Ancient Monuments

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Roman camp, 900m NNE of Featherwood

A Scheduled Monument in Alwinton, Northumberland

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Latitude: 55.3444 / 55°20'39"N

Longitude: -2.285 / 2°17'6"W

OS Eastings: 382019.563391

OS Northings: 605629.327168

OS Grid: NT820056

Mapcode National: GBR D6HN.20

Mapcode Global: WH8Z6.WX2T

Entry Name: Roman camp, 900m NNE of Featherwood

Scheduled Date: 22 March 1962

Last Amended: 15 February 1993

Source: Historic England

Source ID: 1008881

English Heritage Legacy ID: 20917

County: Northumberland

Civil Parish: Alwinton

Traditional County: Northumberland

Lieutenancy Area (Ceremonial County): Northumberland

Church of England Parish: Upper Coquetdale

Church of England Diocese: Newcastle


The monument includes a Roman temporary camp situated on a spur of land which
shelves gently to the south. It lies immediately east of Dere Street, the
Roman road from Corbridge to Newstead in Scotland. The camp, almost square in
shape with rounded corners, measures a maximum of 396m east to west by 400m
north-south within a substantial rampart 3.8m wide and surviving 1.2m above
the bottom of an external ditch 2.6m wide. The western side of the camp is
markedly convex. There is a gateway 5m wide in each side of the camp; those
in the east and west sides are placed centrally whilst those in the north and
south are offset slightly to the west. Each gateway is protected externally
by a detached length of rampart and ditch, known as a traverse, placed across
it approximately 10m from the entrance and blocking the direct line of access
into the camp. The camp dates from the Roman occupation of Britain in the
first century AD. It is large enough to have been used periodically on a
temporary basis by soldiers advancing northwards and may also have been used
by smaller groups engaged in routine maintenance. The road surface which
crosses the camp from south-west to north-east is excluded from the
scheduling, but the ground beneath it is included.

The site of the monument is shown on the attached map extract.
It includes a 2 metre boundary around the archaeological features,
considered to be essential for the monument's support and preservation.

Source: Historic England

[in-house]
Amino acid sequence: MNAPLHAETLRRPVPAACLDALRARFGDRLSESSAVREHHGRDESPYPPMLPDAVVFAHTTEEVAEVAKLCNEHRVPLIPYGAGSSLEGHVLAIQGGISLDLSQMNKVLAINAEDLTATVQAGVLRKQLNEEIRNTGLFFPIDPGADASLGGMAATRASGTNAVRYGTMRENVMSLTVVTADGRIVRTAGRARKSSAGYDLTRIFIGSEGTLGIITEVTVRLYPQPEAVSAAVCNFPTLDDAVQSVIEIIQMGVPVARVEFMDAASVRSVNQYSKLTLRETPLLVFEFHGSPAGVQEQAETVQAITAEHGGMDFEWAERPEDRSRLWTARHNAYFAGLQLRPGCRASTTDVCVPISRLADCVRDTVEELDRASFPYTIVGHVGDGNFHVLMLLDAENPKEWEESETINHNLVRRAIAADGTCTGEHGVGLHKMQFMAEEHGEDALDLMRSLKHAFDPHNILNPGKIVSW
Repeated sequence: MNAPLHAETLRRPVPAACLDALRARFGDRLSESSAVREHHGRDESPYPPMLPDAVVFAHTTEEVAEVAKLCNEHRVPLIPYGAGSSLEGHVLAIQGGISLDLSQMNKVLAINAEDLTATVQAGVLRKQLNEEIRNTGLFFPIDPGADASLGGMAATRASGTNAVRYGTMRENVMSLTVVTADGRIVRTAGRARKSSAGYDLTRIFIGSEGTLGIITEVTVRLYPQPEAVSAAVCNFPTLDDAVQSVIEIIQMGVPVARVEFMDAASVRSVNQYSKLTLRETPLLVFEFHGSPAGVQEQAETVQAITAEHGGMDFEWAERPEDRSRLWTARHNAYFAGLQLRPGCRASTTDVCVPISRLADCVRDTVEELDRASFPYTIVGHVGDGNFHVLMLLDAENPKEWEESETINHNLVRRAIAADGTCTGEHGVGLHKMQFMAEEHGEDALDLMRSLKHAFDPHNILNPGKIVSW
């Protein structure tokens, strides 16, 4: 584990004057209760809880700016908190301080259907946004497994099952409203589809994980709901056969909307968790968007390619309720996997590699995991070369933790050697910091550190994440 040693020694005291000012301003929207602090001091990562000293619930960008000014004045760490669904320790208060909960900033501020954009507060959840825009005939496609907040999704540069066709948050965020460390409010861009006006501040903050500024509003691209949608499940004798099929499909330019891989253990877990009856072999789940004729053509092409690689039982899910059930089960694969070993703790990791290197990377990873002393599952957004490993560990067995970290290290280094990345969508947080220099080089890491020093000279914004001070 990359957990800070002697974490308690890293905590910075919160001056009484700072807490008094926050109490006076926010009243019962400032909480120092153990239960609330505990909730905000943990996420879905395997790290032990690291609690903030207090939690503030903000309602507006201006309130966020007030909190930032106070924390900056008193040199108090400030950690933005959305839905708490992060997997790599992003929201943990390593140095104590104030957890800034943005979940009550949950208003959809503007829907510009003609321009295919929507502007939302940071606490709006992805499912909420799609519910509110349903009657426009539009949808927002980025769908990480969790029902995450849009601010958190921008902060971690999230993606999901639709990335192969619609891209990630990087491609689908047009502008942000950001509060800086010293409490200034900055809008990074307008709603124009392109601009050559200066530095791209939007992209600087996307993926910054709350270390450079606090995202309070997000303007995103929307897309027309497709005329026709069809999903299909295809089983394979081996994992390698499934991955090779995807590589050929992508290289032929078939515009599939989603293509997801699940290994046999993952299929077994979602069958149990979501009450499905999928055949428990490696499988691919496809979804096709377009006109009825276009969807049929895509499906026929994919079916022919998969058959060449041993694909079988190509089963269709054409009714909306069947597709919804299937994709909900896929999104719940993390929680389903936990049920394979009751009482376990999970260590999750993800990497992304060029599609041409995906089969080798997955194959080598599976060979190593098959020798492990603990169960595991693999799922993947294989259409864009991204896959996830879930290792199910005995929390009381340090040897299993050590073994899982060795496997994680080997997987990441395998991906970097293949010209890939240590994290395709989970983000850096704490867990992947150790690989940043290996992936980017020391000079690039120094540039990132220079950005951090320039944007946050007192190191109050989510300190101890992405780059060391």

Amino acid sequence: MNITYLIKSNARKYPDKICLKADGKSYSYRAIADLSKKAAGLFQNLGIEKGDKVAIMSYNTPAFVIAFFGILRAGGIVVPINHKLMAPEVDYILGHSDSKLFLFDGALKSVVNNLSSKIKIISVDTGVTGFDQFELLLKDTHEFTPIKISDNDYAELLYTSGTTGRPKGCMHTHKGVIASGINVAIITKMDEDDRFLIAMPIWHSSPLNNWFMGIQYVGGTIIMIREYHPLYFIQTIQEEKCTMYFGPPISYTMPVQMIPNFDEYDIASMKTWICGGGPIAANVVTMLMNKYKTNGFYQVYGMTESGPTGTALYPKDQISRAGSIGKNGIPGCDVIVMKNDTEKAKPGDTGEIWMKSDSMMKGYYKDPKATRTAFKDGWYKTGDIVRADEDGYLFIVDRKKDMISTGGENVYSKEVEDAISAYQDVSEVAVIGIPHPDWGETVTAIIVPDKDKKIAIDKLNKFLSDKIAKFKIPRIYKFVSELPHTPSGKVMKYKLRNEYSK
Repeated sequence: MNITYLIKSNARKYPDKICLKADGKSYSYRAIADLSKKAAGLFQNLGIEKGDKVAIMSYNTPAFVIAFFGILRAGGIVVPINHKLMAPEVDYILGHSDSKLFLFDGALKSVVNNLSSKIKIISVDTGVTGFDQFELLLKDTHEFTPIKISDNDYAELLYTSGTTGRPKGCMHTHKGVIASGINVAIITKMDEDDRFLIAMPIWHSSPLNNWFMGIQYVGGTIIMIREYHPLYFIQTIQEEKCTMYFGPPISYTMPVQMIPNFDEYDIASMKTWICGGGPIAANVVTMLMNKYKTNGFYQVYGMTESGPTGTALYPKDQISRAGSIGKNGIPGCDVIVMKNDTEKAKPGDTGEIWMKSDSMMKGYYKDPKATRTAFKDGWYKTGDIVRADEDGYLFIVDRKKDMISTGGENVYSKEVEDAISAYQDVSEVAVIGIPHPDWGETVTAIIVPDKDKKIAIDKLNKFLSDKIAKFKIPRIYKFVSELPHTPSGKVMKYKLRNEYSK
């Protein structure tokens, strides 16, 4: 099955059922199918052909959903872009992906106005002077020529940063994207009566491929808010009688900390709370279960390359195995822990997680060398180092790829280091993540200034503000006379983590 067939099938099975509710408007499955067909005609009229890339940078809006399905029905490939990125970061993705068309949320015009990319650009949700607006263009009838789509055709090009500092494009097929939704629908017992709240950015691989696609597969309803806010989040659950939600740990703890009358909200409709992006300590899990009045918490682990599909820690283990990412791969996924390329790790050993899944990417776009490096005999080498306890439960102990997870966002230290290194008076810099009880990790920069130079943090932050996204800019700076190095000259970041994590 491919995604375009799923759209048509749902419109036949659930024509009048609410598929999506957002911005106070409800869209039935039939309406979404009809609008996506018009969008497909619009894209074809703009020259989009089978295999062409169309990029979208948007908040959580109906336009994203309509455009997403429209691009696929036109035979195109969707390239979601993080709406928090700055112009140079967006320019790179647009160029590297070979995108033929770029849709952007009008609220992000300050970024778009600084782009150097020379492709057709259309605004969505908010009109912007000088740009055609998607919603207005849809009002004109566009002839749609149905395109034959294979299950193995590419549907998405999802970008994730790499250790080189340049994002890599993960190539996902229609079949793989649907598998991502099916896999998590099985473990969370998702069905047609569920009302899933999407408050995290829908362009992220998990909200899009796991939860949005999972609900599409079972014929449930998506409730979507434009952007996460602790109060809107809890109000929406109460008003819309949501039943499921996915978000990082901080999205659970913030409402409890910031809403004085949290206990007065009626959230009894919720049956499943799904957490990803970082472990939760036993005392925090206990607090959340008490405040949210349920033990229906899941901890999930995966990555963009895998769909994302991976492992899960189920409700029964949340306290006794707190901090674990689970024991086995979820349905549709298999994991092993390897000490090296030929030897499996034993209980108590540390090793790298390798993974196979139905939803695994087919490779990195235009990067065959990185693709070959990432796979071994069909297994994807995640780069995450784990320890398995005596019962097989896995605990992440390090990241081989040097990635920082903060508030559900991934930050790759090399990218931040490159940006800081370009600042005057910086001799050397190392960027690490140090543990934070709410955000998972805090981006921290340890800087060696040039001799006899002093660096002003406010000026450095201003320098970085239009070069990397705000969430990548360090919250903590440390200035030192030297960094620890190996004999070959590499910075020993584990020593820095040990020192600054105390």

Reasons for Scheduling

Roman camps are rectangular or sub-rectangular enclosures which were
constructed and used by Roman soldiers either when out on campaign or as
practice camps; most campaign camps were only temporary overnight bases and
few were used for longer periods. They were bounded by a single earthen
rampart and outer ditch and in plan are always straight-sided with rounded
corners. Normally they have between one and four entrances, although as many
as eleven have been recorded. Such entrances were usually centrally placed in
the sides of the camp and were often protected by additional defensive
outworks. Roman camps are found throughout much of England, although most
known examples lie in the midlands and north. Around 140 examples have been
identified and, as one of the various types of defensive enclosure built by
the Roman Army, particularly in hostile upland and frontier areas, they
provide an important insight into Roman military strategy and organisation.
All well-preserved examples are identified as being of national importance.

The Roman temporary camp near Featherwood survives in an excellent state of
preservation and is a good example of its type. It is one of a group of camps
constructed along Dere Street, one of the principal routes northwards, and
greatly contributes to our understanding of the Roman occupation of northern

Source: Historic England


Books and journals
Richmond, I A, 'Northumberland County History xv' in The Romans in Redesdale, (1940)
NT 80 NW 04,

Source: Historic England

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